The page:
Automate XCTests with GitHub Actions
Ever since GitHub introduced GitHub Actions in 2018, developers now have a powerful tool to create complex pipelines for CI/CD without the need to rely on third-party software.
If you’ve worked on a project with a team composed of multiple people, you know that a lot of things can go wrong. A lot of code can break with a single commit pushed/merged by mistake or a commit made by a user who was not paying much attention to other people’s code.
The most obvious way to overcome this is to create a solid test suite that will increase in time and tell you if something is broken and needs fixing or if your code fits well with the previous code.
Tests can vary a lot, and as your project grows, your test suite will too. There are UI and unit tests, and each one of those will need to be tested on different devices with different scenarios. Who wants to wait 15 minutes for your tests to finish running? GitHub Actions are here to rescue us and will do the work.
From here on out, I’m going to use some tests from my test app that is called TestApp.
Let’s first create a .yml file that is going to contain our XCTest workflow. I’m calling it xctest-workflow.yml and it needs to be put in the .github/workflows folder in order for GitHub to recognize and execute it.
This is how the workflow is going to look:
name: iOS Test Workflow on: push: branches: - master pull_request: branches: - master jobs: build: name: Build and Test default scheme using iPhone/iPad simulator runs-on: macos-latest steps: - name: Checkout uses: actions/checkout@v2 - name: Force Xcode 11 run: sudo xcode-select -switch /Applications/Xcode_11.7.app - name: iOS build setup run: >- xcodebuild test -workspace TestApp.xcodeproj/project.xcworkspace -scheme TestApp -destination 'platform=iOS Simulator,name=iPhone 11,OS=13.7' - name: testing ... iPhone 11 run: >- xcodebuild test -workspace TestApp.xcodeproj/project.xcworkspace -scheme TestApp -destination 'platform=iOS Simulator,name=iPhone 11,OS=13.7' - name: testing ... iPhone 11 Pro Max run: >- xcodebuild test -workspace TestApp.xcodeproj/project.xcworkspace -scheme TestApp -destination 'platform=iOS Simulator,name=iPhone 11 Pro Max,OS=13.7' - name: testing ... iPad Air run: >- xcodebuild test -workspace TestApp.xcodeproj/project.xcworkspace -scheme TestApp -destination 'platform=iOS Simulator,name=iPad Air (3rd generation),OS=13.7' - name: testing ... iPad Pro 12.9 run: >- xcodebuild test -workspace TestApp.xcodeproj/project.xcworkspace -scheme TestApp -destination 'platform=iOS Simulator,name=iPad Pro (12.9-inch) (4th generation),OS=13.7'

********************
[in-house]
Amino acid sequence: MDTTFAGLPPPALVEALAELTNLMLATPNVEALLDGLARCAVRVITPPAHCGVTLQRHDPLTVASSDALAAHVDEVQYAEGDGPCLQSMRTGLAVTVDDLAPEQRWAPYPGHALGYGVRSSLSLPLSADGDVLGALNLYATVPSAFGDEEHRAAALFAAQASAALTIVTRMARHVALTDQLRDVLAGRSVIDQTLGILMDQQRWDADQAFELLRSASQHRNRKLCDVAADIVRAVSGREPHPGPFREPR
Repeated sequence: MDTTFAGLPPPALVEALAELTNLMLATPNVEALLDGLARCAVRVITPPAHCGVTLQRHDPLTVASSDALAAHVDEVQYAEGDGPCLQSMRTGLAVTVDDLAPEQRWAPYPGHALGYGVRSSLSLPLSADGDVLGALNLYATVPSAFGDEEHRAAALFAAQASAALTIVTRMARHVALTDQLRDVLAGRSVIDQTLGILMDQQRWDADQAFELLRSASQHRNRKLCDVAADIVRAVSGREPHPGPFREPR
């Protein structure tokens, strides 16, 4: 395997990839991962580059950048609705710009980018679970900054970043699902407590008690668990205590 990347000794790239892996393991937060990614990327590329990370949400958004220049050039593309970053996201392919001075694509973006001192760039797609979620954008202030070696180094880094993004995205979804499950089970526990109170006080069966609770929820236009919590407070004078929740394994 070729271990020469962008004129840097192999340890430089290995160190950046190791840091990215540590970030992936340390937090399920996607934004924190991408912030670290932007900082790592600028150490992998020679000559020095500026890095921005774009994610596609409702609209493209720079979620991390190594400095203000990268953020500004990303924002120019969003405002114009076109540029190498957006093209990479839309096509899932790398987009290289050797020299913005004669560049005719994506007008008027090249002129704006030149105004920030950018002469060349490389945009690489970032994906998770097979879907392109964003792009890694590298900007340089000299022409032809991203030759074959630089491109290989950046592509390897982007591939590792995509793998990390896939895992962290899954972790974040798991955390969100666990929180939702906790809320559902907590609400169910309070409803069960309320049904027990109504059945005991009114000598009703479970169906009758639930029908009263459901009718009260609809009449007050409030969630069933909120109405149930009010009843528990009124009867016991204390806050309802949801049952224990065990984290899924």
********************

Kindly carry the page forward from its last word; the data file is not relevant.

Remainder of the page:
On lines 1-8, we’re giving a name to the workflow itself and instructing that it should run every time there is a push to the master branch or a pull request has been issued on the master branch. You can add more branches or customise when you want it to run. Check out all the possible events in the GH Actions docs.
On lines 9-41, we’re defining what is actually going to be your workflow. In this snippet, I’m keeping stuff simple, but you can define more jobs to run on the events specified on lines 1-5. Read more about this in the GH Actions docs.
As you can see, I’m calling the job
build and instructing that it should run
on a macOS operating system. Immediately after that, I’m defining five different
steps that will test my code on five different iOS devices.
The core command here is:
$ xcodebuild test \ -workspace TestApp.xcodeproj/project.xcworkspace \ -scheme TestApp \ -destination 'platform=iOS Simulator, name=iPad Air (3rd generation),OS=13.7'
This command is going to test all the code contained in my test suite on an iPad Air simulator.
Push and Forget
Right now, if you’ve replicated all the steps correctly, you should see something in the Actions panel as soon as you push/pull request stuff to your master branch:
If your run is successful, you should see a checkmark next to all the steps. What’s really useful is that, in case your run fails, GitHub Actions will instantly notify you by email that your job has failed. So if you’re pushing stuff to a remote server just before leaving work and you don’t receive an email during the commute, you’ll know that everything went fine.
In this article, I’ve just scratched the surface of what you can do with GitHub Actions. I’ll definitely cover more advanced stuff in the future, but for the moment, I hope you’ve enjoyed your introduction to CI automation.
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